José Sanchez came to the United States when he was twenty-one. He is thirty-four years old, speaks mostly Spanish, and has been homeless for about ten years.  You can usually find Jose on 18th Street on the block between Mission and Capp Streets.

Slow, thoughtful and deliberate are words that describe José. When I gave him a photograph that I had taken of him, he looked at it intently for several minutes without saying anything. It felt like he had never seen a photograph of himself before.

When José looks for items in the several shopping carts and suitcases he keeps, he does so with slow deliberation, carefully contemplating each item he unpacks. I’ve watched him discover and consider a Charles Dickens novel and Huckleberry Finn, both in English. He never seems to find what he is looking for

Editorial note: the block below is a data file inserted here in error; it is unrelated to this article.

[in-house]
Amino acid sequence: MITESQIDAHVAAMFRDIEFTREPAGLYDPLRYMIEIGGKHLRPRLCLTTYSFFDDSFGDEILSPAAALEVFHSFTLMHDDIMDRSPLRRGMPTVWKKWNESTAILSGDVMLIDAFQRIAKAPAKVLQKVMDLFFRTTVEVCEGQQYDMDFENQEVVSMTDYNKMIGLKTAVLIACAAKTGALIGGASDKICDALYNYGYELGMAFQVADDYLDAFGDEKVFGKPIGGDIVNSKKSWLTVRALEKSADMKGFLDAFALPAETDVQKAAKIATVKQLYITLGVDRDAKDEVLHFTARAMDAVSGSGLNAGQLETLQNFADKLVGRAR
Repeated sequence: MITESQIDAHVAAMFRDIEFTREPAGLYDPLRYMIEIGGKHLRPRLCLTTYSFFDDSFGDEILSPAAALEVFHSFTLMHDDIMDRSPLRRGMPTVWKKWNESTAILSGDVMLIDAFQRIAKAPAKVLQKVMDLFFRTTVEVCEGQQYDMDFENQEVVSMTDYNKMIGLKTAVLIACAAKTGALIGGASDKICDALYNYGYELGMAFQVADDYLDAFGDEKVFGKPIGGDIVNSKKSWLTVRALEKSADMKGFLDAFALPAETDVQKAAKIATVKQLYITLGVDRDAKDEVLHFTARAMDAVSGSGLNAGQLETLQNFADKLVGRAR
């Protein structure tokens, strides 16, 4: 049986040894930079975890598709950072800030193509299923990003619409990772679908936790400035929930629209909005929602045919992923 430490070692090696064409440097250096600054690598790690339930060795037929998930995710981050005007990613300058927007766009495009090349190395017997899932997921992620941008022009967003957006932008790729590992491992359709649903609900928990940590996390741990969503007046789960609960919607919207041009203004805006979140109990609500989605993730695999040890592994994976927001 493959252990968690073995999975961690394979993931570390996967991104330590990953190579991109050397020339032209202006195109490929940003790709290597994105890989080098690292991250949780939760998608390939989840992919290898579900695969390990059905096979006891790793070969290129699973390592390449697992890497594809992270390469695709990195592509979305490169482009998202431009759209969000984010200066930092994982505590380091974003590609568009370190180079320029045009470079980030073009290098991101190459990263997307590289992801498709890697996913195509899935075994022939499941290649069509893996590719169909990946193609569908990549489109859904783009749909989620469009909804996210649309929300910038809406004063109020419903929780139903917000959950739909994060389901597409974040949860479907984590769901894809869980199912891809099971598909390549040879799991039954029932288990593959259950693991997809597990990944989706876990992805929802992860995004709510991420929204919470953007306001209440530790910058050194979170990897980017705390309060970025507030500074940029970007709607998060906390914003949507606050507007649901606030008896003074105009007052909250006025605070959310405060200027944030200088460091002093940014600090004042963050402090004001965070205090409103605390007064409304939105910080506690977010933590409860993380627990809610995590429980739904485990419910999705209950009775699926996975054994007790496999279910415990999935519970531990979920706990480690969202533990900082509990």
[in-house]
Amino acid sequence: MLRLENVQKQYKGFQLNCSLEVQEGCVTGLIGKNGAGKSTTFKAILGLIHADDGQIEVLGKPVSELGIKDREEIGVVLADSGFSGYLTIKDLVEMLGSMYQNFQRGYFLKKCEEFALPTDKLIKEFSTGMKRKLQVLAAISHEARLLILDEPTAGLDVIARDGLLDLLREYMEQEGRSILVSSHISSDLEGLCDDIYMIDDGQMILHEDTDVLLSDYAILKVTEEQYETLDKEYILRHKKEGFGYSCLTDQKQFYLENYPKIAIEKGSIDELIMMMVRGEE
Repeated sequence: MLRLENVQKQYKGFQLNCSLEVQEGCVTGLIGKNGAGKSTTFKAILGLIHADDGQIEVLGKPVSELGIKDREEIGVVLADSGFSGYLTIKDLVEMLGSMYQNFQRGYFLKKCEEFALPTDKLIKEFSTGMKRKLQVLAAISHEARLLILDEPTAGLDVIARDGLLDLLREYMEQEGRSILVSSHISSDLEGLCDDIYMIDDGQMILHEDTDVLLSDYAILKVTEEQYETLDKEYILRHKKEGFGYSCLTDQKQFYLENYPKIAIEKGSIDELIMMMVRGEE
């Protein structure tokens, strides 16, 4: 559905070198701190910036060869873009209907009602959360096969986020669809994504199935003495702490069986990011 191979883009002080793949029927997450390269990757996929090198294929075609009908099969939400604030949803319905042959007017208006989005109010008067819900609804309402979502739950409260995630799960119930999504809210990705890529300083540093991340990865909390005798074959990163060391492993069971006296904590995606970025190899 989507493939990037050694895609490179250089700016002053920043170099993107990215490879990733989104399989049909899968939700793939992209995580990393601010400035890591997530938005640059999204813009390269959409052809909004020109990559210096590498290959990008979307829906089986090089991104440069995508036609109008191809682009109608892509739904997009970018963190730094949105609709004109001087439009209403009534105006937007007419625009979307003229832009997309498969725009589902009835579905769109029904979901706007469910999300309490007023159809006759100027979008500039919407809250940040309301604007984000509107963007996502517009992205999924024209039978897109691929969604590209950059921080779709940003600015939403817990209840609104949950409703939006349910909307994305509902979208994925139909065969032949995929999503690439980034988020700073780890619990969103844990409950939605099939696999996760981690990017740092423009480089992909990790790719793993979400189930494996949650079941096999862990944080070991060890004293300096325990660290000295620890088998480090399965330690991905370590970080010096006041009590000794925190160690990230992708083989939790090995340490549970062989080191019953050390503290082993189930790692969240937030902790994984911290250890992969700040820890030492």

Three of José’s brothers died in childhood. After his father left the family, he was raised by his mother in Nazca, a town south of Lima, Peru, named for one of Peru’s great pre-Hispanic civilizations, the Nazca, which flourished from 100 BC to about 750 AD. The Nazca produced incredible pottery and textiles but is most famous for the Nazca Lines, a series of enormous geometric designs or animals drawn on the desert floor, and visible only from the air.

Jose Sanchez. Photo by Joseph Johnston.